The International Steam Pages
Notes - India, 1982-5, Round 2
Terry Case writes about his travels for steam. Further tales will follow from time to time covering more of Australia, India, South Africa, Indonesia and Pakistan.
Click here for the Case Notes Index, which includes many earlier Indian tales.
A WG departs Gwalior on a local train from Agra to Jhansi, January 1983.
Ian Manning wrote:-“It was not a good idea to try and travel on a Central Railway main line by local passenger train. Perhaps it was not the railway’s fault, for it was trying to carry heavy traffic on main lines that were all too often single track, but still its locals gave the worst service of any in India: infrequent, crowded and so normally late that even the timetables gave up any idea of trying to provide branch connections. Travelling on such a train corroded one’s soul till the tombstone shapes of the surveyor’s stones along the railway boundary became the imagined memorials of travellers died of impatience.” You can read rthe whole article here.
I found winter journeys could become tedious with lengthy stops, the carriage floor becoming strewn with empty peanut shells. During winter peanuts were a favourite snack in Northern India, vendors would sell them wrapped in old newspaper made up into a cone. The vendors’ carts carried small charcoal burners over which the peanuts had been roasted and smoked.
Elsewhere on the IRFCA site you can find Ian Manning’s description of Dhaulphur, in it he writes “Under the pretence of providing connections to and from Gwalior and Agra, the Central Railway compelled them to use a shelterless bay platform at the main line station.”
I wish I had this advice before my four ill-fated attempts to reach Dhaulpur by train to see the ng service there. Pretence of providing connections sums up my experience of Dhaulpur perfectly. With no hotel or decent waiting room the only other option was taxi, but this was outside my budget. One morning I was lucky to see a narrow gauge departure as my late running train slowly passed by. A ZA/5 class was departing whilst another ng tank in green and cream livery was also visible. The ZAs included some built as late as 1959 by Hunslet. The engines used the 2-8-4T arrangement, popular on Indian ng systems. I was not alone assuming these engines being relatively modern would be safe for some time; but they were replaced by surplus ZE class.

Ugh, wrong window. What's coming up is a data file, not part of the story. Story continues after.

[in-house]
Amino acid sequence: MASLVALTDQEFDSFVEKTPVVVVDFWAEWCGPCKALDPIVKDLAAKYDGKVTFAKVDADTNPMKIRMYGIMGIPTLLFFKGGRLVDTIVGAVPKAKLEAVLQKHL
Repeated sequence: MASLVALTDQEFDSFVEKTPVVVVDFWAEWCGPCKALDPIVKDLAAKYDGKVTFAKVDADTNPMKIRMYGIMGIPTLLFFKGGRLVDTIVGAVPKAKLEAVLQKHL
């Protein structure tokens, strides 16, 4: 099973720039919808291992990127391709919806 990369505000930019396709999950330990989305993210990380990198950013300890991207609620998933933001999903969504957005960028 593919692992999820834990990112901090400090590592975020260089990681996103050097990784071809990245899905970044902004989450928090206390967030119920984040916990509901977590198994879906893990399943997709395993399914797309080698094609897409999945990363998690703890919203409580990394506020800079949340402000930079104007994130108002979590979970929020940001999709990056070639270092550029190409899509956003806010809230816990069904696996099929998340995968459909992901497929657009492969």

11th January 1982 sees a ZA/5 at Dhaulpur.
In January 1983 I attempted to reach Dhaulpur travelling on the stopping train from Gwalior and then having several hours free till the Janata express arrived. Instead the train I was travelling on lost hours on this short section and I only had time to step down from it and wait lineside as the Janata express pulled in at sunset behind WP 7024 then it was a mad scramble with many other discontented passengers from the local to find a spot in the unreserved front carriage, I ended sitting on my rucksack, precariously perched in the open doorway amidst a wedge of other travellers.